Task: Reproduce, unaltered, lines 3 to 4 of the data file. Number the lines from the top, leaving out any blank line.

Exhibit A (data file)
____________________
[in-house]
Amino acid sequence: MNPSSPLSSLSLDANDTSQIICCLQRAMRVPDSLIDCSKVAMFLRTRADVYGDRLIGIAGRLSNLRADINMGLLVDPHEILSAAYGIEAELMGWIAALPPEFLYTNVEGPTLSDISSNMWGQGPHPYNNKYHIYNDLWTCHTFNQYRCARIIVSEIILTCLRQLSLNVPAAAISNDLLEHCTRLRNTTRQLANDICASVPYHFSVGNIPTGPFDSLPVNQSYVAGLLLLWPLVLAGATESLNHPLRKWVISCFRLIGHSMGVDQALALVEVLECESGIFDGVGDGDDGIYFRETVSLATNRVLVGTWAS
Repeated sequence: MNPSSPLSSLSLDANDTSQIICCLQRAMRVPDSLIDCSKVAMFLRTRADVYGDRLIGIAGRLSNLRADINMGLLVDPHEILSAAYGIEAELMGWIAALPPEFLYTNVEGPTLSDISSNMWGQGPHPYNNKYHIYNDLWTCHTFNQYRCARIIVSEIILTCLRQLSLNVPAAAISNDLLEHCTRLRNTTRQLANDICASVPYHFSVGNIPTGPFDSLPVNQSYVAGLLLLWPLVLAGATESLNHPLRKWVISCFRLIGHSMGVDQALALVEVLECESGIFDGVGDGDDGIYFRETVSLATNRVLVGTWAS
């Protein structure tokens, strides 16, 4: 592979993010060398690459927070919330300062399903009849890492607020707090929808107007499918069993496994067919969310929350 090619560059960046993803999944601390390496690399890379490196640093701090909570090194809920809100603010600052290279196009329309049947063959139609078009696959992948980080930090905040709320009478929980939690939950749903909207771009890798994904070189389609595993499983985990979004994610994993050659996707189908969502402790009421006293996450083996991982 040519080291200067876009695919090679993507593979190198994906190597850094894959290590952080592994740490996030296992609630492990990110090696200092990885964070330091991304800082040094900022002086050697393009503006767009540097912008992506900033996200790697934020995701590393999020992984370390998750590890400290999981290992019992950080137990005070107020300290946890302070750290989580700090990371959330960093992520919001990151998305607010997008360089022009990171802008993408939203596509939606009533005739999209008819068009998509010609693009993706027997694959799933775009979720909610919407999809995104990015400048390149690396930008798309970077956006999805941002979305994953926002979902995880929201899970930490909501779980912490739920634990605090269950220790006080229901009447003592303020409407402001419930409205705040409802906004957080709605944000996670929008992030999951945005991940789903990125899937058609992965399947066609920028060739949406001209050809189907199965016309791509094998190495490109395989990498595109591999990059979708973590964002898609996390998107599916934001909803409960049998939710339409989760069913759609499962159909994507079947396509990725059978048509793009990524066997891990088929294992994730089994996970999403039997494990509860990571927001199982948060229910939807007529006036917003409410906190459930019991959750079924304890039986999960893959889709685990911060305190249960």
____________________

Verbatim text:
Repeated sequence: MNPSSPLSSLSLDANDTSQIICCLQRAMRVPDSLIDCSKVAMFLRTRADVYGDRLIGIAGRLSNLRADINMGLLVDPHEILSAAYGIEAELMGWIAALPPEFLYTNVEGPTLSDISSNMWGQGPHPYNNKYHIYNDLWTCHTFNQYRCARIIVSEIILTCLRQLSLNVPAAAISNDLLEHCTRLRNTTRQLANDICASVPYHFSVGNIPTGPFDSLPVNQSYVAGLLLLWPLVLAGATESLNHPLRKWVISCFRLIGHSMGVDQALALVEVLECESGIFDGVGDGDDGIYFRETVSLATNRVLVGTWAS
């Protein structure tokens, strides 16, 4: 592979993010060398690459927070919330300062399903009849890492607020707090929808107007499918069993496994067919969310929350 090619560059960046993803999944601390390496690399890379490196640093701090909570090194809920809100603010600052290279196009329309049947063959139609078009696959992948980080930090905040709320009478929980939690939950749903909207771009890798994904070189389609595993499983985990979004994610994993050659996707189908969502402790009421006293996450083996991982 040519080291200067876009695919090679993507593979190198994906190597850094894959290590952080592994740490996030296992609630492990990110090696200092990885964070330091991304800082040094900022002086050697393009503006767009540097912008992506900033996200790697934020995701590393999020992984370390998750590890400290999981290992019992950080137990005070107020300290946890302070750290989580700090990371959330960093992520919001990151998305607010997008360089022009990171802008993408939203596509939606009533005739999209008819068009998509010609693009993706027997694959799933775009979720909610919407999809995104990015400048390149690396930008798309970077956006999805941002979305994953926002979902995880929201899970930490909501779980912490739920634990605090269950220790006080229901009447003592303020409407402001419930409205705040409802906004957080709605944000996670929008992030999951945005991940789903990125899937058609992965399947066609920028060739949406001209050809189907199965016309791509094998190495490109395989990498595109591999990059979708973590964002898609996390998107599916934001909803409960049998939710339409989760069913759609499962159909994507079947396509990725059978048509793009990524066997891990088929294992994730089994996970999403039997494990509860990571927001199982948060229910939807007529006036917003409410906190459930019991959750079924304890039986999960893959889709685990911060305190249960």